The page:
Video: Gen X'ers Tell Us About the '90s at a Soundgarden Reunion Show

Categories: Soundgarden, Video

When Soundgarden's Chris Cornell screamed the words "SPOOON MAN! Stop eating with those spoons and play those spoons!!" in 1990whatever, he sparked a revolution, one that wouldn't end until government outlawed the playing of spoons after several thousand injuries. Or something. We don't really remember the '90s, honestly. So we went to a Soundgarden reunion show earlier this week at Webster Hall to ask members of Generation X -- remember that term? -- to tell us about grunge, crowd-surfing, flannel, and spooning spoon playing. Video by Lea Scruggs. (Brian McManus)


See also: 10 Reasons 1994 Was the Best Year for Music

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Does Soundgarden Have Any Business Reuniting in 2012?

Soundgarden: Back When They Were Young Pups

For a band of impressive magnitude -- an unholy sum of Chris Cornell's wails, Kim Thayil's strangely tuned, beautifully heavy guitar, and the Zeppelin/Sabbath-indebted rhythm section of bassist Ben Shepherd and drummer Matt Cameron -- Soundgarden's return from their decade plus absence has been kind of tentative. First some live shows, playing all the hits and dusting off a Badmotorfinger b-side, then a contribution to The Avengers. It took a year and a half of being into this reunion thing for Soundgarden to get blunt and definitive. We were introduced to their comeback album King Animal by way of "Been Away for Too Long," a song that awkwardly stampedes into a bland chorus repeatedly proclaiming they've, well, been away too long.

Soundgarden is both the '90s band you'd most want back and least want back, and kind of for the same reason. They left behind a pretty impeccable catalogue, and the prospect of these four guys making music together seems promising even if their genre has long since vanished.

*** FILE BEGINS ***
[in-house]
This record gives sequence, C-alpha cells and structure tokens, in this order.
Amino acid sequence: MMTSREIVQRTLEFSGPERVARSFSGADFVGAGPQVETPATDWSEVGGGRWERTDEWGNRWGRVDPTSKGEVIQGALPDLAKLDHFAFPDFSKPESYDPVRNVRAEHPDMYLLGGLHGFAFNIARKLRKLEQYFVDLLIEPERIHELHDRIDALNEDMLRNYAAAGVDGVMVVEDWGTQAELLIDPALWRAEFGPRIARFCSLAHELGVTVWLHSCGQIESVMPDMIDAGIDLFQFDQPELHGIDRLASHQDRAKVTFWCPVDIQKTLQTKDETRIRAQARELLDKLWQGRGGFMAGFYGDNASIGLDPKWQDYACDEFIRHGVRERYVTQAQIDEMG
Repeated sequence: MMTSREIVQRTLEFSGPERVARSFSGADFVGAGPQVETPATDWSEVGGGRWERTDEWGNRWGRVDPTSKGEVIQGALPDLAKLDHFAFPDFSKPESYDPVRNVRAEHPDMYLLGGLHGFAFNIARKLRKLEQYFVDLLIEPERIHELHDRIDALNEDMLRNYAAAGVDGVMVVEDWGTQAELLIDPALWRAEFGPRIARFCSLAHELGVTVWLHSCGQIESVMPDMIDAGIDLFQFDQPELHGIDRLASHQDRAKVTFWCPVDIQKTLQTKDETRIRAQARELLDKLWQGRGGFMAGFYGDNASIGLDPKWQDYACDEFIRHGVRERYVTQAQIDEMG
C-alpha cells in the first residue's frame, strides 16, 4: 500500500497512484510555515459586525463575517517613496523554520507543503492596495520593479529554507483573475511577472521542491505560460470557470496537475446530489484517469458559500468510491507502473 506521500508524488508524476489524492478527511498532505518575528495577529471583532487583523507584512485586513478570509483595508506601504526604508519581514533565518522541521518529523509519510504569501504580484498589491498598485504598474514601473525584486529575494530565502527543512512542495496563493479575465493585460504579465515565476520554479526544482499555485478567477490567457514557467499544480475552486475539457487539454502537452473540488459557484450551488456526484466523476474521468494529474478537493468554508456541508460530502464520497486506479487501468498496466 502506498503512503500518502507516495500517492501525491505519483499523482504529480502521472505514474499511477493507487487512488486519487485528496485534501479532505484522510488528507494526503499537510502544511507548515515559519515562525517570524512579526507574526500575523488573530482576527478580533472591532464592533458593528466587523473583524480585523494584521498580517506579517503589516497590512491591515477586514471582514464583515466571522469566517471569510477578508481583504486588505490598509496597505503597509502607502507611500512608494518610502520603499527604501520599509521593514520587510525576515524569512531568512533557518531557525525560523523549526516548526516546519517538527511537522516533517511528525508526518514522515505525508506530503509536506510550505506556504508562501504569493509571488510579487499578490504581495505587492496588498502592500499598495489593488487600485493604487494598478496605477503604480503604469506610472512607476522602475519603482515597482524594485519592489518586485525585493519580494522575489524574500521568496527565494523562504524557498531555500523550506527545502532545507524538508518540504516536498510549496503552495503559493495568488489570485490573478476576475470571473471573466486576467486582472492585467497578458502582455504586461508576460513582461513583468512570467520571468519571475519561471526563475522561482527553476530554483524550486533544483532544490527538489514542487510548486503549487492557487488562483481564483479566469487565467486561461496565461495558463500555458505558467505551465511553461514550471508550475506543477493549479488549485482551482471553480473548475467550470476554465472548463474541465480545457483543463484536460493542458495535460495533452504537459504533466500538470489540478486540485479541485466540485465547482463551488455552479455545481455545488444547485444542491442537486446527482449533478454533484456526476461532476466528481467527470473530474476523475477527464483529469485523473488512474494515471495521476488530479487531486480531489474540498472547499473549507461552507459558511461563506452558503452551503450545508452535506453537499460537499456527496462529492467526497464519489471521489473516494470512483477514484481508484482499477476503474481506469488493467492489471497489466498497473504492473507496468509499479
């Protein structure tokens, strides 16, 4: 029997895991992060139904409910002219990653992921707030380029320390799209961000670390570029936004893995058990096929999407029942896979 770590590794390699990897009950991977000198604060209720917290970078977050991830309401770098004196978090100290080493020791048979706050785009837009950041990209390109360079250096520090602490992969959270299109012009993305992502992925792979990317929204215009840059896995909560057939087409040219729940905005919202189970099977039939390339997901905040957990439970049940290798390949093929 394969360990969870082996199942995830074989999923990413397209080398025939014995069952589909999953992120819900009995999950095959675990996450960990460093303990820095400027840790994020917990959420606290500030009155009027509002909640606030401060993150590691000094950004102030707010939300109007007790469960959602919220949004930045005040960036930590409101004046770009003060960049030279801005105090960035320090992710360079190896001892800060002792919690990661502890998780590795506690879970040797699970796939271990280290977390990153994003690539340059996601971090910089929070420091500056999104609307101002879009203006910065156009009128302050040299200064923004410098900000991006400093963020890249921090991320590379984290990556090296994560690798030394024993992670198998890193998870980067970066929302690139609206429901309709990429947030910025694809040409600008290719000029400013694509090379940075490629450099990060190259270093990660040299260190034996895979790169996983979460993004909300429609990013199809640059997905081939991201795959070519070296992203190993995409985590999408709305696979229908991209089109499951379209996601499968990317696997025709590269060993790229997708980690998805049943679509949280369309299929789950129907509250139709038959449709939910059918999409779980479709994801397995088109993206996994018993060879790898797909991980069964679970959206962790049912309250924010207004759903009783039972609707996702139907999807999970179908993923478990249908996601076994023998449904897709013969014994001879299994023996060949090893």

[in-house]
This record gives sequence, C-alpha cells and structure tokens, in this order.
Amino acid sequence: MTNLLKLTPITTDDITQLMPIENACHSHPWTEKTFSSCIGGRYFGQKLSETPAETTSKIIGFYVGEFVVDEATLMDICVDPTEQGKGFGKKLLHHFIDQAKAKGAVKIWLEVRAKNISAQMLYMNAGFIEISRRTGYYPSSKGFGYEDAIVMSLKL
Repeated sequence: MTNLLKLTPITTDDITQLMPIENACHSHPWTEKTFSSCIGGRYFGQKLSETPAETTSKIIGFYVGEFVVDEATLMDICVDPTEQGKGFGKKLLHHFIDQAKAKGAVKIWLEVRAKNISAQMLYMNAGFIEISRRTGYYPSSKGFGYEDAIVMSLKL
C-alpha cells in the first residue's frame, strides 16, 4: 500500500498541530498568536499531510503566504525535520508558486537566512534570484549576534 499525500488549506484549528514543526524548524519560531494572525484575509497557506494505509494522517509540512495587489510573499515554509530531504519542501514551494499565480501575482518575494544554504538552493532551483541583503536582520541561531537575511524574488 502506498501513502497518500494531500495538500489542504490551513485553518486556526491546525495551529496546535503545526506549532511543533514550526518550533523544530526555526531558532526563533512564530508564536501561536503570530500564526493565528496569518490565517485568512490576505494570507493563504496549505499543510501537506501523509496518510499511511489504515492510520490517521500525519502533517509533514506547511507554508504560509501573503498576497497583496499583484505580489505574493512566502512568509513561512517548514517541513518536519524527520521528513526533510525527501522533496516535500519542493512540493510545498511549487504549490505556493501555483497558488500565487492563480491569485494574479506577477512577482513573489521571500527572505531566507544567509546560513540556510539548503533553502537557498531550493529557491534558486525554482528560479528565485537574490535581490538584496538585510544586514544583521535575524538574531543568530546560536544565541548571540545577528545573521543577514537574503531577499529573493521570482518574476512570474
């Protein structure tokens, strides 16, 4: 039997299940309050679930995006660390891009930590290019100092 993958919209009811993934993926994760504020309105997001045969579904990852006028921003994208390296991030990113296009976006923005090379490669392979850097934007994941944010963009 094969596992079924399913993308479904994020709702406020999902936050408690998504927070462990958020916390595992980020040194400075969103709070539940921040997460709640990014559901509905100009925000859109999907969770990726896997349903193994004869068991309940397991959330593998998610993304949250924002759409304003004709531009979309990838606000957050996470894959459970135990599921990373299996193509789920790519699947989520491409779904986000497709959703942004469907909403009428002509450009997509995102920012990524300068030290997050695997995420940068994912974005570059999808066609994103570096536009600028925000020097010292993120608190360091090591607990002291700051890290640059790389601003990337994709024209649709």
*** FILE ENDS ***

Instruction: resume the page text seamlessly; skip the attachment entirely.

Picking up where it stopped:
Soundgarden perform tonight at Irving Plaza.

See Also:
- Q&A: Don Fleming On The Grunge Years, Courtney Love's Work Ethic, The Velvet Monkeys And Being Sonic Youth's "Manager"

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11 Somewhat Fourth Of July-Appropriate Songs That Are Way Better Than Katy Perry's "Firework"

Tomorrow is the fourth of July, which means the celebration of American independence from Great Britain, which means Americans gathering in various wide-open spaces in order to watch things blow up. The big New York fireworks party is sponsored by Macy's, with the featured entertainment being none other than one-woman spectacle Katy Perry, who has a pop hit called "Firework" and a new movie about how her self-proclaimed "weirdo" persona became really really popular coming out this Friday. How fortuitous! Of course, the "it gets better, you be you!" message of her song is completely undercut by her insistence on continuing to play her metrosexual-shaming ditty "U R So Gay" in concert, not to mention the mean-girlness inherent in way too many of her other songs. If the celebration of her noxious persona on America's big day is enough to make you renounce your citizenship, fret not! After the jump are 11 (because seven plus four, get it?) tracks about the holiday, bright things in the sky, and blowing things up that you can turn up while Perry is trying to turn on the sincerity act. Feel free to suggest your own favorites!

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Ten Crucial Fourth Of July Jams, As Chosen By "Along The Watchtower" Author Constance Squires

Along The Watchtower, the debut novel by Constance Squires, is a story of an Army brat whose tumultuous upbringing was kept steady in part by her discovery of rock and roll. It's published Tuesday, and in honor of its impending release and the coming holiday—don't forget, Monday's America's birthday!—we asked her to select 10 songs that, were she to program the music for this country's celebratory pool parties and barbecues, she'd put on everyone's playlist.

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Soundgarden Invent Chillwave On Unreleased Track "Black Rain"

LOL, j/k. "Black Rain" (a Badmotorfinger sessions outtake, not a brand-new track as I'd initially suspected) leaked in the aftermath of Soundgarden's triumphant (or at least not-catastrophic, in any case) return at Lollapalooza over the weekend (setlist here, and thank god they're still playing "Get on the Snake") is in the same reassuring "crunching riff/mild time-signature hijinx/orgasmic Chris Cornell wailing" vein you know and love and have more reverence for than you're probably currently willing to admit. (That setlist also includes "Mailman," which I actually am glad they're still playing.) Find the tune here in case that YouTube goes down; that little noodly part at the end is gonna be a bear in the Rock Band version.